The cost of post-secondary education has been increasing over the past few decades, and while some believe that you can’t put a price on education, it seems like many institutions have – and with some hefty price tags at that. According to CIBC, the average cost of schooling in Canada can be as high as $80,000. Thankfully, student loans and grants exist to make going to post-secondary a bit easier.
Here’s what you need to know about student loans before applying for them.
In Canada, there are two options courtesy of the federal government that can help fund your post-secondary education. The first is school loans through the Canada Student Loan Program, and the second is grants from the Canada Student Grants Program.
Student loans are available for both part- and full-time students, and require an application that assesses whether or not you meet the government’s requirements for financial needs. If you are qualified, you could potentially receive up to 60% of the cost of your tuition. There’s also a maximum amount overall that you are able to receive through loans, which can change from year to year. Once you’ve completed your schooling, the sum of your loan is owed to the government, plus interest.
The Canada Student Grants Program also requires you to show that you are in financial need. If your application is approved, you may receive grant money. Unlike student loans, you do not have to repay what you’re given after you graduate.
Depending on where you live, different provinces also offer different types of financial assistance. For example, Ontario offers the Ontario Student Assistance Program, which is also available for part- and full-time students, depending on his or her eligibility.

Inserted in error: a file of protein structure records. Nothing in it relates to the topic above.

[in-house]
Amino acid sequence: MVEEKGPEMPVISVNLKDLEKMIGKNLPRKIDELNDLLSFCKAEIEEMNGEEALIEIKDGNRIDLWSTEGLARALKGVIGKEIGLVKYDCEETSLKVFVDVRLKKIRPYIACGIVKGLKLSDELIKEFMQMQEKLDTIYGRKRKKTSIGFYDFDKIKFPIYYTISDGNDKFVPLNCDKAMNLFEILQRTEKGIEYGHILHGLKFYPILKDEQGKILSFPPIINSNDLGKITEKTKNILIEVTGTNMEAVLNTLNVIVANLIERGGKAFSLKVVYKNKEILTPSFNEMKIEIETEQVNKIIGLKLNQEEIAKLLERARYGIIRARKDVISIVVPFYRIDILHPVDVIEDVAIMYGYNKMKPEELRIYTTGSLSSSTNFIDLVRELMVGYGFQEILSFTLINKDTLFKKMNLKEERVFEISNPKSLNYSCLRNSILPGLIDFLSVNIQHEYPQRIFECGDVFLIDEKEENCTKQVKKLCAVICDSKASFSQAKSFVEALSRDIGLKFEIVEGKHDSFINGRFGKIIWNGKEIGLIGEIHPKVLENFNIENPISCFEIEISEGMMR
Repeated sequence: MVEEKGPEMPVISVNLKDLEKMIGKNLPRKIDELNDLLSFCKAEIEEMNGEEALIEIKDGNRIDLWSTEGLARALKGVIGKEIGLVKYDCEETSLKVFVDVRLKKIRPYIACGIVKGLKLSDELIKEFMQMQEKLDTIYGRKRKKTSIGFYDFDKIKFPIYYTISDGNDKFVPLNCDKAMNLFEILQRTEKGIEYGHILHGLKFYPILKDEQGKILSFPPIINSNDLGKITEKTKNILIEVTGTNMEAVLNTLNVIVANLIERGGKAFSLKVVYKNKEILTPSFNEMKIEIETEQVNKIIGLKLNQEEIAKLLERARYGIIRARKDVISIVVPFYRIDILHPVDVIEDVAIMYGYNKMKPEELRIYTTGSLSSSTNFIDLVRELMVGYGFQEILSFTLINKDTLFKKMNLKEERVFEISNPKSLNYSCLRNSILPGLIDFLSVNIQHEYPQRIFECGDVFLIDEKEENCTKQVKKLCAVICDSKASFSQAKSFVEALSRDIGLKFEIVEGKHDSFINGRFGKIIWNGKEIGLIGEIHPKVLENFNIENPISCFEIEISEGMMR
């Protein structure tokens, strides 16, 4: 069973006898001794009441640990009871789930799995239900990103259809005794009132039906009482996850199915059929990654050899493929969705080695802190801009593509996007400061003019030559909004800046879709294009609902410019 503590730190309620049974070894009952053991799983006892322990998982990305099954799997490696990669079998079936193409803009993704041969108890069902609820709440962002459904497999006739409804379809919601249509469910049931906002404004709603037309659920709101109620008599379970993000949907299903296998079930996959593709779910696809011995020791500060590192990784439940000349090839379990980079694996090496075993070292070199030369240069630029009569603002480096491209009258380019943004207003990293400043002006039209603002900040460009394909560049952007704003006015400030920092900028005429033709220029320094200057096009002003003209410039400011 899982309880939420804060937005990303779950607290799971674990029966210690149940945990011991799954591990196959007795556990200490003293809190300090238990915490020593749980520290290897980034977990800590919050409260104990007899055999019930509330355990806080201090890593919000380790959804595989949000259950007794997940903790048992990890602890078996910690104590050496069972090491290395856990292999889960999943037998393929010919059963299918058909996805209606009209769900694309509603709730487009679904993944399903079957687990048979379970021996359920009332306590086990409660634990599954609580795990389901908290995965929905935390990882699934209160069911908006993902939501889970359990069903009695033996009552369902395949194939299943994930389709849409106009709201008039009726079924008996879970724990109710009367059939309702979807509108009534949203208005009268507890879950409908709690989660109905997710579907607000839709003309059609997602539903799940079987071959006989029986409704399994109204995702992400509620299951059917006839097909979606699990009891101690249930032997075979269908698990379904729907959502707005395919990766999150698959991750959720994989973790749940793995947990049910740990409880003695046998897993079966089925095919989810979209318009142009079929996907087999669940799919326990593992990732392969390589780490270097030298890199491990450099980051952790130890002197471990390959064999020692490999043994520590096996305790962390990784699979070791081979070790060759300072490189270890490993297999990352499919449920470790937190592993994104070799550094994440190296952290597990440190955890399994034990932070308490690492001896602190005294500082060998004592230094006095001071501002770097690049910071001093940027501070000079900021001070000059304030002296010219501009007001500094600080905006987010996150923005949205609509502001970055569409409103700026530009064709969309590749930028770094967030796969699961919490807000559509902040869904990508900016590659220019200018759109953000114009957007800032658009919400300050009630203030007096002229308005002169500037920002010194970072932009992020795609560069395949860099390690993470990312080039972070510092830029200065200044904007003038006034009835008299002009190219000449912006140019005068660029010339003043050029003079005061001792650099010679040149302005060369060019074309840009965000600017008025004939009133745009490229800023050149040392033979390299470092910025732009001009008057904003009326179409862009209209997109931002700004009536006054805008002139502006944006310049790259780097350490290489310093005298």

There is also the option of seeking financial aid through private student loans from a financial institution. Lines of credit specifically for this purpose (that is, for students) exist at most if not all financial institutions, and generally offer much lower interest rates with more time for students to repay the debt.
With that said, the interest on government student loans is tax deductible – it can actually be claimed as an income deduction, and ultimately lowers the income you are required to pay tax on. With a student loan line of credit, however, you are disqualified for the tax deduction. The government also introduced a new change to their student loans last year, where students do not have to repay their debts until they start earning at least $25,000.
The most important takeaway is that you should always assess your situation before you decide on one over the other. If you are expecting to earn a good salary post-graduation, then perhaps a line of credit from a financial institution is the way to go. Do the math and make sure you can repay the loan, and keep in mind: just because one particular loan has the lowest interest rate, it doesn’t mean that it’s the best loan for you.
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